The Theologist / Jason Byassee / Making Procrastination Work for You

The Theologist is your guide to all things writing, from finding inspiration for your work to reading the best literature on writing, from overcoming writing obstacles to finding writing mentors, and more. In this second installation of The Theologist, we at Wipf and Stock have the privilege of interviewing Jason Byassee, who is the senior pastor of Timothy Eaton Memorial Church in Toronto. Byassee is also the author and editor of many Cascade volumes, including his most recent, Better Than Burnch: Missional Churches in Cascadia (co-authored with Ross Lockhart, 2020).

What is your writing schedule like?

I think the monks and nuns are right: we work best absurdly early in the morning. When I’m
really writing I’m getting up before the rest of the house, before emails are flying in and stuff is
coming at me, when I can focus.

I also think Julia Cameron is right—writing should be like a fling. If you have five minutes here, two minutes there, you’re writing. It’s a cheat of sorts, you’re rewarding yourself with writing. It’s great fun after all.

Do you have food items or beverages you tend to enjoy while writing? Any music you like to listen to? If so, what?

I find ice water works better than coffee when I’m really writing. I don’t listen to music while
writing, but I do listen during walking breaks in between writing sessions. Anything poetic works,
but I’m partial to the Avett Brothers from my home state of North Carolina.

What is the most difficult part of your writing process?

Being edited. I like writing, but taking writing from “good enough” to “good enough to make
someone stop what they’re doing and read” is really difficult. Editing is essential—lawyers have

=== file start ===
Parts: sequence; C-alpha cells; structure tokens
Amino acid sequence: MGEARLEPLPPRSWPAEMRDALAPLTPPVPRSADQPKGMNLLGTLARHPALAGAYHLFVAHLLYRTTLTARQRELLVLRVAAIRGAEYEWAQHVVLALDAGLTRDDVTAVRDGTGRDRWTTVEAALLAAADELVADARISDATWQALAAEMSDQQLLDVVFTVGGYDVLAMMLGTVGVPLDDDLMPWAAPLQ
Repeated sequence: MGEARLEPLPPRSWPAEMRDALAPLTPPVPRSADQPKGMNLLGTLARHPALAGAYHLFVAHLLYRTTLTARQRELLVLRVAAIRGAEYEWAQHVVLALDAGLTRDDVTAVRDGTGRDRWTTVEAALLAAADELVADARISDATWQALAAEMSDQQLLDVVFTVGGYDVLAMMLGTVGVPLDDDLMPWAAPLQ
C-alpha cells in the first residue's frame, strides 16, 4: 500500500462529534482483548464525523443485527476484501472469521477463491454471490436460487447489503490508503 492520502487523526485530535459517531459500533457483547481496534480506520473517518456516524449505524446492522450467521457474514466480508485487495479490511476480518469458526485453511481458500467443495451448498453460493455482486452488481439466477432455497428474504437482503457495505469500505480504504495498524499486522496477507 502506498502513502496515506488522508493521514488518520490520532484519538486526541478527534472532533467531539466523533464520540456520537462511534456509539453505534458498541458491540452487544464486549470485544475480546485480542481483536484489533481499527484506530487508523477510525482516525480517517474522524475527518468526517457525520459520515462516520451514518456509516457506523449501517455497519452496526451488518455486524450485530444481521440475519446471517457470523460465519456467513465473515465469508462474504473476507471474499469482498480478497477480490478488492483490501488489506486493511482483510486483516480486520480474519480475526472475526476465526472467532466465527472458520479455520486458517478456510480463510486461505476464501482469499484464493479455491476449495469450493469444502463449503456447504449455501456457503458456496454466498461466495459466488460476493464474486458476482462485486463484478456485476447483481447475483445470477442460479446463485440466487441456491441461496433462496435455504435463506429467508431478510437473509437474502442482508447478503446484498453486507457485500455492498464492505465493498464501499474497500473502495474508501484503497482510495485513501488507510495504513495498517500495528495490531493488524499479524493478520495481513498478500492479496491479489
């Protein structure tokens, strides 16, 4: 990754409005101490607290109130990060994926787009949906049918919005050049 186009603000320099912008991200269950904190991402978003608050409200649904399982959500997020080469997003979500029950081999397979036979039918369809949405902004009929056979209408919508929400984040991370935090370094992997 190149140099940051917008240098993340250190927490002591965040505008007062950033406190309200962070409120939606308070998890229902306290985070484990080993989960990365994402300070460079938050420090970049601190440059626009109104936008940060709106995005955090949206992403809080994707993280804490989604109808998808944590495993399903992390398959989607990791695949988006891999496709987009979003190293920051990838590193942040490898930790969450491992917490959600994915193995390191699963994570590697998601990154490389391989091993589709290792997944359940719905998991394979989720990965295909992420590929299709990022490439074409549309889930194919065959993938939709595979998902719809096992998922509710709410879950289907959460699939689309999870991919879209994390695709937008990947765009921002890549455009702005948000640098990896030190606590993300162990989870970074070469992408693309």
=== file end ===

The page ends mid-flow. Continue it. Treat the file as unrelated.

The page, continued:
lawyers, the pope has a confessor, all that. I just don’t enjoy it.

What compels you to write?

Trying to figure out what I think on something. I’m compelled when I read someone else whose
writing is beautiful. I’m also compelled by the chance to ask nosy questions of interesting
people. I’ve seen writing change things materially, so I believe in it as social justice, evangelism,
art, beauty. Once you see it like that it’s hard to stop doing it.

Are there spiritual or therapeutic practices that help you get into the right headspace for writing?

I appreciate the panic induced by a looming deadline. That gets me moving. I also love making
procrastination work for me. I told David Heim at The Christian Century I’d get a lot of writing
done for him while avoiding my dissertation. Once I got the dissertation done I’d be less prolific.
You have to sort of trick yourself into writing I think, and I find these sorts of games work on me.

How long does it typically take you to write a book, all the way from idea to publication?

Years. That’s why I like journalism so much, is the years get reduced to months. But it’s not a
fast process, by design, and for some good reasons. Some.

What have been your biggest breakthroughs in writing throughout your training and career?

I learned sports journalism in high school. Then in graduate school I learned theology. And on a
lark I met the above-mentioned David Heim at a conference. He lamented he couldn’t find
anyone to review movies for him, since people who knew about movies didn’t know anything
about God, and vice-versa. I volunteered immediately, figuring I watched too many movies, we